IAM a keen admirer of OPSO — Older People Speaking Out — an organisation devoted to promoting healthy ageing and bent on those in their 60s having their own choice when it comes to how they are going to spend the next stage of their lives.
No matter how irritated I get about crowds at the station when I’m getting the train to the office, I know I am extremely lucky to have the office to go to. Much as I love my four grandchildren, I do not wish to spend my remaining time going bats: it is terribly difficult to communicate with toddlers, which is what I’d find myself doing, and I’m far happier having a good (and sober) lunch or coffee with old friends during a break in my office hours.
A friend of mine — still in her 60s — told me the other day she was looking forward immensely to moving into a retirement village (which is not quite the same thing as an aged-care home). She pointed out her husband had died, she had no children and was frightfully scared she’d die during the night and no one would find her body for weeks. Well, if you’re dead you’re dead, but it’s not nice for those who come across you.
There seems very little optimism that we can ever again rely on the extended family as a way of life. In the olden days seniors lived side by side with their children and grandchildren and made perfect babysitters — until they lost their house keys and left the stove on, at which point they were in danger of being whisked off to God’s Waiting Room, which wasn’t necessarily all that pleasant. Some, however, had families who would continue to put up with them.
But things are different now and many aged pensioners decide — while they are still able to do so — to be with people of their own generation. That doesn’t mean they can’t still look after grandchildren if they love doing that; in fact, they often prefer them to their grown-up children, as long as they get to choose the amount of time they have to put in.
The standard of retirement homes, by and large, has improved enormously and many elders are pleased with the treatment they get. There are weekly outings, barbecues — which everybody loves — visits to concerts and plays, bridge lessons, senior golfing days and picnics and general camaraderie. Another upside is that there is always someone who will make sure you’re OK every morning, alive and kicking and looking forward to brekkie, something that isn’t the case if you’re living entirely alone.
Well, that’s the good side of it. I remember one Mother’s Day going to visit my husband’s mother in a place where everyone was very old, and the staff made sure they all had their hair done so their children would be proud of them. The oldies sat on their beds pretending not to have their eye on the gate, hoping like hell they wouldn’t be neglected and made fools of.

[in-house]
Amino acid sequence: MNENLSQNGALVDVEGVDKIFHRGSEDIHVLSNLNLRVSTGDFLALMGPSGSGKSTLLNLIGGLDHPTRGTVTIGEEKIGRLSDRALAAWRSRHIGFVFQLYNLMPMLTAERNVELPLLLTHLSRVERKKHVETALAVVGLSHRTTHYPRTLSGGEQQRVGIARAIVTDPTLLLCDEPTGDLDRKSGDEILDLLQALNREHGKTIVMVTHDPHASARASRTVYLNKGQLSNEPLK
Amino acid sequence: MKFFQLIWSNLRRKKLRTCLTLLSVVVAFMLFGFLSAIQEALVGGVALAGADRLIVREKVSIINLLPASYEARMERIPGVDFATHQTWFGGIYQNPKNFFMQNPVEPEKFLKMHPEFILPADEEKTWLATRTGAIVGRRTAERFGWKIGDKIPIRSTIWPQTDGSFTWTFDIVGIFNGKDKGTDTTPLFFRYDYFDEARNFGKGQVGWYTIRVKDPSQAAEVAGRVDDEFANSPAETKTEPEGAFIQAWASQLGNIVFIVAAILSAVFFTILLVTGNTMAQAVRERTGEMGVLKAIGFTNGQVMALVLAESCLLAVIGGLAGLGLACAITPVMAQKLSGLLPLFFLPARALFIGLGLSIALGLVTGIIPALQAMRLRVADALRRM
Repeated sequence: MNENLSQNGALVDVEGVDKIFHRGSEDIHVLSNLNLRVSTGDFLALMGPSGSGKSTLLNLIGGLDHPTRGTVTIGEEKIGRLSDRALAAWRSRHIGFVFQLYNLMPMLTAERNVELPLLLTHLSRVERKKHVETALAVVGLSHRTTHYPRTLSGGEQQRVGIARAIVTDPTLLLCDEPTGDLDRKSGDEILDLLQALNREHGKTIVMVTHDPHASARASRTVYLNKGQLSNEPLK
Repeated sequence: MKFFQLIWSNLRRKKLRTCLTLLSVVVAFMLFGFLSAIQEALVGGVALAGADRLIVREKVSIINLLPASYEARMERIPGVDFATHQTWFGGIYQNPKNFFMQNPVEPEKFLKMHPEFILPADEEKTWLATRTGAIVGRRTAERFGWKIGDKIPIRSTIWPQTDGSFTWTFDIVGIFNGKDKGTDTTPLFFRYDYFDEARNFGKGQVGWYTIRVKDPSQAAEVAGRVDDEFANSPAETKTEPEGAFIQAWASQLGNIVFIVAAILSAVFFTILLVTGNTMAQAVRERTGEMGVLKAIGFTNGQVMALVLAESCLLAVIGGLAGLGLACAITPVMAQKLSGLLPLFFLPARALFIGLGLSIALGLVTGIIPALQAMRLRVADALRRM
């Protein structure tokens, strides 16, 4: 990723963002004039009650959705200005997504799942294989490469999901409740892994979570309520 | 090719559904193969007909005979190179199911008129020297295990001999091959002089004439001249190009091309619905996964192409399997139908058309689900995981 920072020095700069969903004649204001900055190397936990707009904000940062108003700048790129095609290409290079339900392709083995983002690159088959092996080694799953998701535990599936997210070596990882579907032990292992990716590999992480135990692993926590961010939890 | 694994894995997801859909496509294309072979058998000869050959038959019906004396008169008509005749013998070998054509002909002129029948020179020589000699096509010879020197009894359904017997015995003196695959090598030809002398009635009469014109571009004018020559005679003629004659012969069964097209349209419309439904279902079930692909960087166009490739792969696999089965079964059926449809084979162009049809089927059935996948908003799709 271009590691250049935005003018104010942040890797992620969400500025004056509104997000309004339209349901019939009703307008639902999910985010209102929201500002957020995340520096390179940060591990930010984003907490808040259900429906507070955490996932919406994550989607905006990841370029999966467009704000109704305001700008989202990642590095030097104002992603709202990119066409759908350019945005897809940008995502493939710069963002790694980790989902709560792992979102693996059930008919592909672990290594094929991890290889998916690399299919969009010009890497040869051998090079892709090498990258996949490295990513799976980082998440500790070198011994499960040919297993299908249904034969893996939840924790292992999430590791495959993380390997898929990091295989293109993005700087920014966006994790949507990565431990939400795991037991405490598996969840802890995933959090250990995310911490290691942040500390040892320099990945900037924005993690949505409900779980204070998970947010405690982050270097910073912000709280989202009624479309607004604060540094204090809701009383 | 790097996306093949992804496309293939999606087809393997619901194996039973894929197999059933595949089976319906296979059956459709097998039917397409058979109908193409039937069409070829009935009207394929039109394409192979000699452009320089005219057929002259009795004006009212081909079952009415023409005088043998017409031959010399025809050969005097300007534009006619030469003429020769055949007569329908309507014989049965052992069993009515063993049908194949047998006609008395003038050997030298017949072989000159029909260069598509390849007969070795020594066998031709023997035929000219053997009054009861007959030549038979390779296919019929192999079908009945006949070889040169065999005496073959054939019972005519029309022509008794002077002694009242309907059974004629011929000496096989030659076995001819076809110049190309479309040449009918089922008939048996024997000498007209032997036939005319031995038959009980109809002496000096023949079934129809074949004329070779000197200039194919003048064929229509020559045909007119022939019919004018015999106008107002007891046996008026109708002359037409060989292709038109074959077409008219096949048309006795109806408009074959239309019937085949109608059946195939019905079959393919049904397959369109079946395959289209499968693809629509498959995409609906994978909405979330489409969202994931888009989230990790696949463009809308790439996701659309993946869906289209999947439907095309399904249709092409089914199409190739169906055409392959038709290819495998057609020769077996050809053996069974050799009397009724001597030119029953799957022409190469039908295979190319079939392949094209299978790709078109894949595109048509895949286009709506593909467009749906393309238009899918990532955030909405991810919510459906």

This is why it’s important for organisations such as OPSO to draw attention to the way older people are treated and to provide some practical advice. For example, there are classes in what they call ‘‘ updating driving practices’’. Tell me about it. In the suburb where I live the average age of car drivers is at least 200. Every time I get a taxi home I make sure I warn the driver about the dangers of travelling this road. More than often than not you would be excused for thinking there wasn’t a driver of the car in front; the only sign of life is a pair of hands clinging on to the steering wheel. But independence is important and it’s good to have sensible regulations about how older people can continue to use their cars.
I know several people who are in their 80s and even 90s who still have all their marbles. The experts used to say doing cryptic crosswords was beneficial for the brain; now they say they’re not much good at all. The best way to keep your sanity is physical exercise: swimming, yoga and brisk walking or cycling. Just be careful not to fall off.
In the meantime, OPSO is looking out for us, for which we are grateful. At present it is very concerned about the lack of public transport in many places, which can mean older drivers are forced to rely on private transport for business, shopping, access to medical centres and so on. This can be extremely difficult in areas where they have to travel long distances, even to the point where people are being forced to move.
Still, we must remain positive about our future, whatever it may be.
Some friends and I have thought about finding a home we could share with those we like and with whom we have some common history. We all like to see old pals, and there would be no criticism from anyone when we forgot things. We’d probably call it something like The Last Resort.